A big step toward full reproductive rights in Nepal

A new law in Nepal aims to further expand access to reproductive health services, including safe abortion care.

The Safe Motherhood and Reproductive Health Rights Act, approved by Parliament and endorsed by the President Rt. Hon. Bidhya Devi Bhandari on Sept. 18, includes provisions increasing the number of conditions under which abortion is legal and requiring all levels of government to ensure that funding is available to fulfill the government’s earlier mandate for free abortion care in public health facilities.

Under the new law, abortion is permitted with consent of the pregnant woman up to 12 weeks gestation. It is permitted up to 28 weeks gestation in cases of rape or incest, if the woman is HIV positive or has an incurable disease, in cases of fetal malformation, and to save the life of the woman.

“This is a major step forward for the women and girls of Nepal,” says Dr. Shibesh Chandra Regmi, country director for Ipas Nepal, which partnered with other organizations to advocate for the law. “It shows a strong political commitment from the government of Nepal with respect to reproductive health and rights and moves Nepal closer to the goal of universal access to abortion care and other reproductive health services.” The act spells out, for instance, that reproductive services should be available to adolescents and to people with disabilities.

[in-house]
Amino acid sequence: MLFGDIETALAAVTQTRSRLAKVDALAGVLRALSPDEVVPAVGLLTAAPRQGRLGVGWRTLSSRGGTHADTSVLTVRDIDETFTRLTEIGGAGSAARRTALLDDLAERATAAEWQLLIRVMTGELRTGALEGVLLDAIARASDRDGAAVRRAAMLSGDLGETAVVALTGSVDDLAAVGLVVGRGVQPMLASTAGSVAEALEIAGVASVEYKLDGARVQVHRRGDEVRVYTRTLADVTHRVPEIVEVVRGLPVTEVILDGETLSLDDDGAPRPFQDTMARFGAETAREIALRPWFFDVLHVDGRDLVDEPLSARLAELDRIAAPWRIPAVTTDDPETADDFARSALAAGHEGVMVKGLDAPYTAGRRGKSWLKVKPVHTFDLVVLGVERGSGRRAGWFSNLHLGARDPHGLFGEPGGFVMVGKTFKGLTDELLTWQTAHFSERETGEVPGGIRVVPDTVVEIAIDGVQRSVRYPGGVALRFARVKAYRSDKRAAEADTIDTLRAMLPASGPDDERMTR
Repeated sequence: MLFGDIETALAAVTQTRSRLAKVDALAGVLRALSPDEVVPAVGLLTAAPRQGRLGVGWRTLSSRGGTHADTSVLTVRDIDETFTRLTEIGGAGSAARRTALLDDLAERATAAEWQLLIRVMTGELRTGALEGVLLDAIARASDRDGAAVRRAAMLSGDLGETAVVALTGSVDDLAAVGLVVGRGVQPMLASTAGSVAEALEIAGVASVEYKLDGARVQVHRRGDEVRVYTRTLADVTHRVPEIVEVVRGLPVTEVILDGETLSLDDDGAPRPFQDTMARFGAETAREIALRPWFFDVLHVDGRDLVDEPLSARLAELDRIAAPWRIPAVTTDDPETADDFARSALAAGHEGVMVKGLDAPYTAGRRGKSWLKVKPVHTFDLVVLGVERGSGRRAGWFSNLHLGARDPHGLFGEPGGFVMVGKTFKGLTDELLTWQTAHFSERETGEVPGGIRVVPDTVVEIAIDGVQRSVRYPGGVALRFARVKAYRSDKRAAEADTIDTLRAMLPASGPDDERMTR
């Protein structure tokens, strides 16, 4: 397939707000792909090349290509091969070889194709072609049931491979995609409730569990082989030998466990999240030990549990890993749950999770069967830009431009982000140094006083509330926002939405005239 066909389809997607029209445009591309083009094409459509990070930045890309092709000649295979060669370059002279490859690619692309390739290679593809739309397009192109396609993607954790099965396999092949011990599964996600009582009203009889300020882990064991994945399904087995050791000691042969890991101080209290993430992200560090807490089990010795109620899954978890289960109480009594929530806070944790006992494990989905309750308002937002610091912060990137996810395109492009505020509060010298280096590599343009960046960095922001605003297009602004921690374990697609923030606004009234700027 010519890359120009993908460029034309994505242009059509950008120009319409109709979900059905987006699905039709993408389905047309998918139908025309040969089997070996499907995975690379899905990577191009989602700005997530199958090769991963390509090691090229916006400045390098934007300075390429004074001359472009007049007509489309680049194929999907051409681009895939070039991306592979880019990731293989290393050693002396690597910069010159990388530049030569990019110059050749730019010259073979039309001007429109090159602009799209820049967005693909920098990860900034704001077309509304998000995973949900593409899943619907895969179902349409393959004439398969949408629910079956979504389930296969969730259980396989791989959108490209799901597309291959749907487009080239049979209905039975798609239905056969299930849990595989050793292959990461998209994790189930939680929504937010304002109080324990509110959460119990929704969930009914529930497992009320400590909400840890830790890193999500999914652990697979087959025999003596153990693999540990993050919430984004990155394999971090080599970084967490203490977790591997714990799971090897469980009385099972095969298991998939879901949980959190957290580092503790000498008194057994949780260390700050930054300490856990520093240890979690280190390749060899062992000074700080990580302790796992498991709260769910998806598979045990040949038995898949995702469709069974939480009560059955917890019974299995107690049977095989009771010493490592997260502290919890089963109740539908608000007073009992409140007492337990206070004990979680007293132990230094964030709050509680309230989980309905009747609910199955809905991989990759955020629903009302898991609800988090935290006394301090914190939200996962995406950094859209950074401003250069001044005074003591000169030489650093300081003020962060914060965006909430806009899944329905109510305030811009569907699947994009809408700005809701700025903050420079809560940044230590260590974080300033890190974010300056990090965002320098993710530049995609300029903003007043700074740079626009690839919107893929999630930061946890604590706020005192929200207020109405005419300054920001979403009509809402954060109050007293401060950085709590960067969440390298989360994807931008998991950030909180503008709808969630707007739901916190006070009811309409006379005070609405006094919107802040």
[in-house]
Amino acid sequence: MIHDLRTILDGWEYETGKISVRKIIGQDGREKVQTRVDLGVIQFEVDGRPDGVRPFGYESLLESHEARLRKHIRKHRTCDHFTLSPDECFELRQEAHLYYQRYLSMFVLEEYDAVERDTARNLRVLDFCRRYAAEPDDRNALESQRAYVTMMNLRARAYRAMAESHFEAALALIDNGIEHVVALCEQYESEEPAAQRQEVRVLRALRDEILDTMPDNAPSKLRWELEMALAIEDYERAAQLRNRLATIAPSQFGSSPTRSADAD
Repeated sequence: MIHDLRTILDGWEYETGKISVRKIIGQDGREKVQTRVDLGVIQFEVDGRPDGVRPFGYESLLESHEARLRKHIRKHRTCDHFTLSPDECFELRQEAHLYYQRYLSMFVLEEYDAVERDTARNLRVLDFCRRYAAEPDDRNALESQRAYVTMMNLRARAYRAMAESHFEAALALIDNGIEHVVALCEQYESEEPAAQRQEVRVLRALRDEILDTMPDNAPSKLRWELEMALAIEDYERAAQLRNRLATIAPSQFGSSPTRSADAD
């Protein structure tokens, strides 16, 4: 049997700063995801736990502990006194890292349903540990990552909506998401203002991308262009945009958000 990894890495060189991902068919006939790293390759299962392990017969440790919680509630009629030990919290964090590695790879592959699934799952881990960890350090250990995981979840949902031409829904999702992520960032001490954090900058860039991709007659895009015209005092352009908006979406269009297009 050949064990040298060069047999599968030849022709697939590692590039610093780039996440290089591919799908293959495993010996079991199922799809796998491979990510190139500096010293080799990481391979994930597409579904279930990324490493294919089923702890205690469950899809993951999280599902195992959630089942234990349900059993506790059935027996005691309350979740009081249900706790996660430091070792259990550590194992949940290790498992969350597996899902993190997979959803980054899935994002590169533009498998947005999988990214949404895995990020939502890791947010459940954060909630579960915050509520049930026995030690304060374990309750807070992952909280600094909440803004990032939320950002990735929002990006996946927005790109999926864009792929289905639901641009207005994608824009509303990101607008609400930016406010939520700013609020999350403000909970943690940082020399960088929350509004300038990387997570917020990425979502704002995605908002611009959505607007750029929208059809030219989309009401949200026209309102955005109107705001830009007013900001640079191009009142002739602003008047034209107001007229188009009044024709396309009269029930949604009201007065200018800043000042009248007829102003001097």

Abortion has been legal for some indications in Nepal since 2002 and is available in all 75 districts, but many barriers have prevented access to services—such as cost, lack of services in remote areas, lack of information about services and lack of knowledge that abortion is legal. A 2014 report by the Guttmacher Institute found that fewer than half of all abortions in Nepal were provided legally in government-approved facilities, noting that “the remainder were clandestine procedures provided by untrained or unapproved providers or induced by the pregnant woman herself.” In addition, there continue to be situations in which women are prosecuted, and in some cases imprisoned, for abortion-related crimes.

“The new law will help to address the untimely deaths and long-term injuries suffered by Nepalese women and girls who, in the absence of such a law, would be compelled to visit unsafe and illegal places for abortion,” says Regmi. “But there is more work to be done. Along with our partners, Ipas Nepal will be working for meaningful implementation of the law, and we will continue to advocate for the complete decriminalization of abortion.”

For more information, contact media@ipas.org

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